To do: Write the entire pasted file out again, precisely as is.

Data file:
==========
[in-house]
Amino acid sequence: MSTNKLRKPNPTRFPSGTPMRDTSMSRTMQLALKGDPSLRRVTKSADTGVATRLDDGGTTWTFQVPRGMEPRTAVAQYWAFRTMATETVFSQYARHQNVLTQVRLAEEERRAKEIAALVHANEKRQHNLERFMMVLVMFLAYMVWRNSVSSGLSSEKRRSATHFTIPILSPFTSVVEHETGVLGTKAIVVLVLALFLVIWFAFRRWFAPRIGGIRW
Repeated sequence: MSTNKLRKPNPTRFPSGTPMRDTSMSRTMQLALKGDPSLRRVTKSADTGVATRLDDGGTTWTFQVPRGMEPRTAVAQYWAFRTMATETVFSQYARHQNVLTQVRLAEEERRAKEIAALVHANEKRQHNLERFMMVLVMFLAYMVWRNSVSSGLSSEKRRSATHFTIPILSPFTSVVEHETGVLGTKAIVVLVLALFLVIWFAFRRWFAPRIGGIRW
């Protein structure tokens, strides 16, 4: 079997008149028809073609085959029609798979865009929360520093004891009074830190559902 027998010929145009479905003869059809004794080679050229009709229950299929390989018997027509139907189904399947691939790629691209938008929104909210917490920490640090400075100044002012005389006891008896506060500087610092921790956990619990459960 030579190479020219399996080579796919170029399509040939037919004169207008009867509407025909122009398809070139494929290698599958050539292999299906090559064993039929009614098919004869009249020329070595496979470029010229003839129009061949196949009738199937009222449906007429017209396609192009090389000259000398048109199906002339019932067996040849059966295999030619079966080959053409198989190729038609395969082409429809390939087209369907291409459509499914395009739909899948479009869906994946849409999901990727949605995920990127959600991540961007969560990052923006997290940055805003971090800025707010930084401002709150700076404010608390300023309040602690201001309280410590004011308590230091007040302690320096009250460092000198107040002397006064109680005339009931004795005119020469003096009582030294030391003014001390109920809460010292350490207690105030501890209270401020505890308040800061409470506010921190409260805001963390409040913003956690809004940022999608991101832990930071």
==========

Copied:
[in-house]
Amino acid sequence: MSTNKLRKPNPTRFPSGTPMRDTSMSRTMQLALKGDPSLRRVTKSADTGVATRLDDGGTTWTFQVPRGMEPRTAVAQYWAFRTMATETVFSQYARHQNVLTQVRLAEEERRAKEIAALVHANEKRQHNLERFMMVLVMFLAYMVWRNSVSSGLSSEKRRSATHFTIPILSPFTSVVEHETGVLGTKAIVVLVLALFLVIWFAFRRWFAPRIGGIRW
Repeated sequence: MSTNKLRKPNPTRFPSGTPMRDTSMSRTMQLALKGDPSLRRVTKSADTGVATRLDDGGTTWTFQVPRGMEPRTAVAQYWAFRTMATETVFSQYARHQNVLTQVRLAEEERRAKEIAALVHANEKRQHNLERFMMVLVMFLAYMVWRNSVSSGLSSEKRRSATHFTIPILSPFTSVVEHETGVLGTKAIVVLVLALFLVIWFAFRRWFAPRIGGIRW
């Protein structure tokens, strides 16, 4: 079997008149028809073609085959029609798979865009929360520093004891009074830190559902 027998010929145009479905003869059809004794080679050229009709229950299929390989018997027509139907189904399947691939790629691209938008929104909210917490920490640090400075100044002012005389006891008896506060500087610092921790956990619990459960 030579190479020219399996080579796919170029399509040939037919004169207008009867509407025909122009398809070139494929290698599958050539292999299906090559064993039929009614098919004869009249020329070595496979470029010229003839129009061949196949009738199937009222449906007429017209396609192009090389000259000398048109199906002339019932067996040849059966295999030619079966080959053409198989190729038609395969082409429809390939087209369907291409459509499914395009739909899948479009869906994946849409999901990727949605995920990127959600991540961007969560990052923006997290940055805003971090800025707010930084401002709150700076404010608390300023309040602690201001309280410590004011308590230091007040302690320096009250460092000198107040002397006064109680005339009931004795005119020469003096009582030294030391003014001390109920809460010292350490207690105030501890209270401020505890308040800061409470506010921190409260805001963390409040913003956690809004940022999608991101832990930071």